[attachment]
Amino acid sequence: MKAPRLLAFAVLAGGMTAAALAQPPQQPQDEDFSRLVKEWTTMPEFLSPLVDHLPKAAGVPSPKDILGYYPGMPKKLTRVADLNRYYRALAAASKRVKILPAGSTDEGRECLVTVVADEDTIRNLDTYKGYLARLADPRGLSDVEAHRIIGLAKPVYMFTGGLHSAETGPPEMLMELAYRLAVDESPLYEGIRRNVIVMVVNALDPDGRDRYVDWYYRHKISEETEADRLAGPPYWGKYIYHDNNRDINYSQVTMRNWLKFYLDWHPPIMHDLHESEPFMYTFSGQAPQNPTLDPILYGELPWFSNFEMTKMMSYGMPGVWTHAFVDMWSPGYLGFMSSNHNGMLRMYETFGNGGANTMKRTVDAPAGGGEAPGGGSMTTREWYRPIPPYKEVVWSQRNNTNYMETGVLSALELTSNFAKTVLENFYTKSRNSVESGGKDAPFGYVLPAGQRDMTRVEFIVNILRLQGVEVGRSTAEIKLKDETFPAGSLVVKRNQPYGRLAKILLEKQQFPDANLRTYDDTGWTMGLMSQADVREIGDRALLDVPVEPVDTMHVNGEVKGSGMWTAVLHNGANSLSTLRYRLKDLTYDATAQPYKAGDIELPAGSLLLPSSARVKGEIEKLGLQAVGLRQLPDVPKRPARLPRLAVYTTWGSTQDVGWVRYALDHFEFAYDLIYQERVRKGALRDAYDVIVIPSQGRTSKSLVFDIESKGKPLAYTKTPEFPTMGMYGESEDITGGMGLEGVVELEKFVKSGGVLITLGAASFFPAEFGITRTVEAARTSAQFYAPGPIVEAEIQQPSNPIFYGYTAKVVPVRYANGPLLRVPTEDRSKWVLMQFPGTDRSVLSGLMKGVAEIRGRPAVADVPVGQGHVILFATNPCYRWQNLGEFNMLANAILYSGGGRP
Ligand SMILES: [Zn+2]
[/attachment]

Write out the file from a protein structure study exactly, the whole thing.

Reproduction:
Amino acid sequence: MKAPRLLAFAVLAGGMTAAALAQPPQQPQDEDFSRLVKEWTTMPEFLSPLVDHLPKAAGVPSPKDILGYYPGMPKKLTRVADLNRYYRALAAASKRVKILPAGSTDEGRECLVTVVADEDTIRNLDTYKGYLARLADPRGLSDVEAHRIIGLAKPVYMFTGGLHSAETGPPEMLMELAYRLAVDESPLYEGIRRNVIVMVVNALDPDGRDRYVDWYYRHKISEETEADRLAGPPYWGKYIYHDNNRDINYSQVTMRNWLKFYLDWHPPIMHDLHESEPFMYTFSGQAPQNPTLDPILYGELPWFSNFEMTKMMSYGMPGVWTHAFVDMWSPGYLGFMSSNHNGMLRMYETFGNGGANTMKRTVDAPAGGGEAPGGGSMTTREWYRPIPPYKEVVWSQRNNTNYMETGVLSALELTSNFAKTVLENFYTKSRNSVESGGKDAPFGYVLPAGQRDMTRVEFIVNILRLQGVEVGRSTAEIKLKDETFPAGSLVVKRNQPYGRLAKILLEKQQFPDANLRTYDDTGWTMGLMSQADVREIGDRALLDVPVEPVDTMHVNGEVKGSGMWTAVLHNGANSLSTLRYRLKDLTYDATAQPYKAGDIELPAGSLLLPSSARVKGEIEKLGLQAVGLRQLPDVPKRPARLPRLAVYTTWGSTQDVGWVRYALDHFEFAYDLIYQERVRKGALRDAYDVIVIPSQGRTSKSLVFDIESKGKPLAYTKTPEFPTMGMYGESEDITGGMGLEGVVELEKFVKSGGVLITLGAASFFPAEFGITRTVEAARTSAQFYAPGPIVEAEIQQPSNPIFYGYTAKVVPVRYANGPLLRVPTEDRSKWVLMQFPGTDRSVLSGLMKGVAEIRGRPAVADVPVGQGHVILFATNPCYRWQNLGEFNMLANAILYSGGGRP
Ligand SMILES: [Zn+2]